Unitary patents and the UKIPO opinion service – one step forwards, one step back?


On 10 June 2014, the UK government published draft legislation (in the form of a Statutory Instrument to be made under the authority of the Intellectual Property Act 2014) to give effect to the UPC Agreement (UPCA) and EU legislation on European Patents with unitary effect (“Unitary patents”).  The proposed changes include ensuring the application of sections 74A and 74B of the UK Patents Act 1977 to Unitary patents.  The result of this will be to allow anyone to apply for and obtain UKIPO opinions in relation to the infringement and/or validity, not only of GB and EP(UK) patents, but also Unitary patents.

The UKIPO opinion service is highly regarded and thought to be of particular benefit to SMEs.  Opinions are prepared by a Hearing Officer, usually within 3 months and at a cost of only £200.  Although non-binding, they provide an independent assessment of the main issues in dispute and therefore tend to be particularly useful to encourage settlement.  Of course, as they are non-binding, it remains open to the parties to litigate should they so wish.  Currently, for an opinion on validity, only novelty and inventive step are considered, but in October the service will be extended (also under the authority of the IP Act 2014) to cover other requirements for validity.

The inclusion of Unitary patents within the scope of the UKIPO opinion service should be considered similarly beneficial to SMEs, in particular when seeking a relatively quick, cheap, but well-informed independent view on patent validity or infringement prior to deciding whether to commence or defend proceedings and, in particular, when considering appropriate terms of settlement.

It will also be interesting to see whether there is any interest in parties obtaining such non-binding opinions (especially as they are available relatively quickly), with a view that they may be persuasive in either infringement or validity proceedings in the UPC (irrespective of division).  This is a tactic equivalent to that which has (imaginatively) been used in some EPO oppositions.  Of course there is always a danger in such an approach of getting the “wrong” answer (from the Applicant’s perspective) from the UKIPO.

Perhaps more controversially, a recent amendment to section 73 of the Patents Act 1977 (which is expected to come into force in October this year and also arises from the IP Act 2014) allows the Comptroller to revoke a patent where he has issued an opinion that it lacks novelty or inventive step (provided that the period in which the patentee can request a review of the opinion has expired or the decision on the review has been made).  Although it is envisaged that this additional power will only be exercised where it is indisputable that the patented invention lacks novelty or is obvious, it certainly seems as though it may give the provision more “bite”, not least because it seemingly allows an incredibly quick and cheap way to knock-out an obviously invalid patent.  Such a course of action will clearly be attractive to parties that lack the financial means to pursue High Court or IPEC litigation, but seek freedom to operate in an area covered by a weak patent.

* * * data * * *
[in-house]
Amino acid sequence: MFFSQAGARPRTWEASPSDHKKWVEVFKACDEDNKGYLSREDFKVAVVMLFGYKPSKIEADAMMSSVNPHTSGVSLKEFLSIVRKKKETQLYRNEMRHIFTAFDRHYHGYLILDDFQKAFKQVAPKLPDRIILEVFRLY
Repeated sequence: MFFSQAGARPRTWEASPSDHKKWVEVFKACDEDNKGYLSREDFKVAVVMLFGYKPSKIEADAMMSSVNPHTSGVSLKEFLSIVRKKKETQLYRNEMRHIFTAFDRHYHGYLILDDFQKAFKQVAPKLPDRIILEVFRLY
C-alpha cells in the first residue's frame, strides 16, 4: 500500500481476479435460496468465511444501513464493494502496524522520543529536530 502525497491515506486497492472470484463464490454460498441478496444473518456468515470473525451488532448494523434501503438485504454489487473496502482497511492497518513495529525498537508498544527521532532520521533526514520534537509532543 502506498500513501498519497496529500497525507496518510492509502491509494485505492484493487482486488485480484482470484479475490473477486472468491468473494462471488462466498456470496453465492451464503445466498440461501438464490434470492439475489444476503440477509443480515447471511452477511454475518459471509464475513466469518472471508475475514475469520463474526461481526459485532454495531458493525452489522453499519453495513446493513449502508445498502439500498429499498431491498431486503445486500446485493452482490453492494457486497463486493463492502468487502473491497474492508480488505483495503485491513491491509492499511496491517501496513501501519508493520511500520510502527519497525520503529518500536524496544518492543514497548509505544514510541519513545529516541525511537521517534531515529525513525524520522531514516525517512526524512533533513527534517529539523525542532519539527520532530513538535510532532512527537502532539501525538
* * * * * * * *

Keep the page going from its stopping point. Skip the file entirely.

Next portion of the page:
Of course, this additional power will necessarily apply only to GB and EP(UK) Patents.  The new draft legislation does not seek to extend its scope to Unitary patents, since to do so would have been presumptuous and controversial given the pan-European effect of any such revocation and the lack of control of national courts over the Unitary patents register.  The only powers that the Comptroller has been given under the draft Statutory Instrument in respect of Unitary patents is to revoke patents of his own initiative in cases of double patenting.  In such cases presumably the Comptroller would first revoke the GB, and so would have no need to interfere with the Unitary patent register.

In summary, therefore, the extension of the opinion service to include Unitary patents can be seen as a positive step for SMEs, enabling them to obtain cheap authoritative and potentially influential independent opinions.  However, one result of the Unitary patent system is that the clearly identified objective of the recent changes to the UK legislation is not achieved.  This objective is to increase accessibility of patent dispute resolution and removing the barriers arising from invalid patents which prevent others from undertaking activities to which they are legitimately entitled, articulated as being particularly relevant to SMEs during the consultation launched in June 2012 by Baroness Wilcox.  The inability of the Comptroller to exercise a power to revoke a Unitary patent following an opinion will put the new right in a different category from GB and EP(UK) patents.  This power to revoke of his own initiative will simply not apply to Unitary patents, albeit for very good reasons.

The draft legislation is open for consultation for 12 weeks until 2 September.

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